Thursday, November 30, 2006

Puzzle-Dazzle in a Poem

HEFTY AND FEATHERY at the same time, here's an airtight evidence of poetry's power to encapsulate anything of epic scope. One of my favorite poems from the anthology 180 More: Extraordinary Poems For Every Day (edited by Billy Collins), the following piece written by R.S Gwynn is simply nifty in summing up some of Shakespeare's masterpieces, whittling down the formidable canon to the level of a playful puzzle: a deconstructionist's romp through the ramparts of the Elizabethan verse structure that often looms like an enchanted jungle to many an English Lit major. Who says one can't graze through the wilderness of a poem, chew the cud of its subtleties, and lick one's lips with a flourish of a grin after reading? Consider this:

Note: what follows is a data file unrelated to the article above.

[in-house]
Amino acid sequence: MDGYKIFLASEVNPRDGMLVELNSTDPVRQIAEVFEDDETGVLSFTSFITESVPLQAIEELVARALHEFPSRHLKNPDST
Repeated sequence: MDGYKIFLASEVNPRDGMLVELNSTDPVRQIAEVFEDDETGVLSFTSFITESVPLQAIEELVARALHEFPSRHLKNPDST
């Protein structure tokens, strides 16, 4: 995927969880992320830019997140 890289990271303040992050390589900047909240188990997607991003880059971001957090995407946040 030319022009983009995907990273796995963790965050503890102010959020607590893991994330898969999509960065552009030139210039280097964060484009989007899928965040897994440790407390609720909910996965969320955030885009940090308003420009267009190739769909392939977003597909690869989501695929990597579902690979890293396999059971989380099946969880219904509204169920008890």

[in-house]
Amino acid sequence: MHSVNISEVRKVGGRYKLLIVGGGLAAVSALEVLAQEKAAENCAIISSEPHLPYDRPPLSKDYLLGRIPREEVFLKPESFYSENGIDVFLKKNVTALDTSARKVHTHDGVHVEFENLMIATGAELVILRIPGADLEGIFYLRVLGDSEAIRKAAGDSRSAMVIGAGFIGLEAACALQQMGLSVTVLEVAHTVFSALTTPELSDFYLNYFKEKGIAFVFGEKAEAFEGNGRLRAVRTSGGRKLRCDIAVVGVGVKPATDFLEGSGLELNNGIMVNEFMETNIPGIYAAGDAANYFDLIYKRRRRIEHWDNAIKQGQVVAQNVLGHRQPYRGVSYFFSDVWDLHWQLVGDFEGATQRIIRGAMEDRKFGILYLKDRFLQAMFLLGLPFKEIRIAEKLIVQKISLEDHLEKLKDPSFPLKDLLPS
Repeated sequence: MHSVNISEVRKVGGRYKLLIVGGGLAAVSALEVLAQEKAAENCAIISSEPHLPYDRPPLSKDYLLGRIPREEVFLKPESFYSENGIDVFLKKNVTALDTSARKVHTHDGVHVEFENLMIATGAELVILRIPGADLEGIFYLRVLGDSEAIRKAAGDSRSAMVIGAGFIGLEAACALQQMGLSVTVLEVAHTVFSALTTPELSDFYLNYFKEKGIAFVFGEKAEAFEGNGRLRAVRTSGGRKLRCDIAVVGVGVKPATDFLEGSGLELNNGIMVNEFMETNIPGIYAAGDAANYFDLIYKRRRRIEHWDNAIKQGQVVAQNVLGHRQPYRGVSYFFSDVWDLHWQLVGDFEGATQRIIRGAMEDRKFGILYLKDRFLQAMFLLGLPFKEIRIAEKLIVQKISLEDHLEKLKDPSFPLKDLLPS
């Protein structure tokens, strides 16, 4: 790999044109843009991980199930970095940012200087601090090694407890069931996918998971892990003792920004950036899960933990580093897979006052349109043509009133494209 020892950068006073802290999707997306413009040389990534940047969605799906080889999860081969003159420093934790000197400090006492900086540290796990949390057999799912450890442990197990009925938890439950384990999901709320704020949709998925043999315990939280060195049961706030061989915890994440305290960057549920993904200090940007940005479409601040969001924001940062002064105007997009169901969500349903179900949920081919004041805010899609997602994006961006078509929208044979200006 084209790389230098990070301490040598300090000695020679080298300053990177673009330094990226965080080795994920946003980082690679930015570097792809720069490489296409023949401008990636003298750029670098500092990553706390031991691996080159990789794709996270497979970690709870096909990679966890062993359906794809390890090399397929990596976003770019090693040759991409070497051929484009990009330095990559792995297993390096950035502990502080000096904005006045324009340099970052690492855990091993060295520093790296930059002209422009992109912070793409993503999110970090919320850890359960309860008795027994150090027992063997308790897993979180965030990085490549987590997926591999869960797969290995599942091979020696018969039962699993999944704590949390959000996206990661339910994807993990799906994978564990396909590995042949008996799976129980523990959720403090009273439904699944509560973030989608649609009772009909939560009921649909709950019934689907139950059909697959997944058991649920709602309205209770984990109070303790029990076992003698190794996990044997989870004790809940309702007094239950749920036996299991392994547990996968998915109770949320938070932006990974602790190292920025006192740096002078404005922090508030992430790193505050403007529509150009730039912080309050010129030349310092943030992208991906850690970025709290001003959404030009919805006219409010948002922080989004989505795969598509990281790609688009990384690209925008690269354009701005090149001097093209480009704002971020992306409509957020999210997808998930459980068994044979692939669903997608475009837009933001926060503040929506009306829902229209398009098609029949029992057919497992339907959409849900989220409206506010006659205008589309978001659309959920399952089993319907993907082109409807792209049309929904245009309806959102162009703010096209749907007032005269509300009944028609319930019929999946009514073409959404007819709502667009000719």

Shakespearean Sonnet

A father is haunted by his father’s ghost.
A boy and girl love while their families fight.
A Scottish king is murdered by his host.
Two couples get lost on a summer night.
A hunchback murders all who blocks his way.
A ruler’s rival plot against his life.
A fat man and a prince make rebels pay.
A noble Moor has doubts about his wife.
An English king decides to conquer France.
A duke learns that his best friend is a she.
A forest sets the scene for this romance.
An old man and his daughters disagree.
A Roman leader makes a big mistake.
A sexy queen is bitten by a snake.

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